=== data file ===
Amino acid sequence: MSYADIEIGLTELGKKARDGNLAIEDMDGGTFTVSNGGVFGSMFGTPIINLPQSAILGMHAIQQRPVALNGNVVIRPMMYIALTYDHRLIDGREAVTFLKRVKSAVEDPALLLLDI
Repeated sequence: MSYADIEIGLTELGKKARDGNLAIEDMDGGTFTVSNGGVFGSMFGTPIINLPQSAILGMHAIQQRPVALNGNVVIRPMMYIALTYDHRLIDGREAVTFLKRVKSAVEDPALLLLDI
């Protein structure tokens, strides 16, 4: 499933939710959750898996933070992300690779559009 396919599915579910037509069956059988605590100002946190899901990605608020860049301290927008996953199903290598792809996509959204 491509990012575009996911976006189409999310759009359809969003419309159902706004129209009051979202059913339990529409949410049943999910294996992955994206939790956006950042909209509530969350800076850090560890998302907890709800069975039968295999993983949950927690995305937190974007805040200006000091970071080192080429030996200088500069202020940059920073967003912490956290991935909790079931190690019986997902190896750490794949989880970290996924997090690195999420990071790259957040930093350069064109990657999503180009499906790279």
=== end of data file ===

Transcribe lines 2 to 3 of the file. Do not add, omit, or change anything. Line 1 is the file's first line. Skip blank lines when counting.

Repeated sequence: MSYADIEIGLTELGKKARDGNLAIEDMDGGTFTVSNGGVFGSMFGTPIINLPQSAILGMHAIQQRPVALNGNVVIRPMMYIALTYDHRLIDGREAVTFLKRVKSAVEDPALLLLDI
């Protein structure tokens, strides 16, 4: 499933939710959750898996933070992300690779559009 396919599915579910037509069956059988605590100002946190899901990605608020860049301290927008996953199903290598792809996509959204 491509990012575009996911976006189409999310759009359809969003419309159902706004129209009051979202059913339990529409949410049943999910294996992955994206939790956006950042909209509530969350800076850090560890998302907890709800069975039968295999993983949950927690995305937190974007805040200006000091970071080192080429030996200088500069202020940059920073967003912490956290991935909790079931190690019986997902190896750490794949989880970290996924997090690195999420990071790259957040930093350069064109990657999503180009499906790279």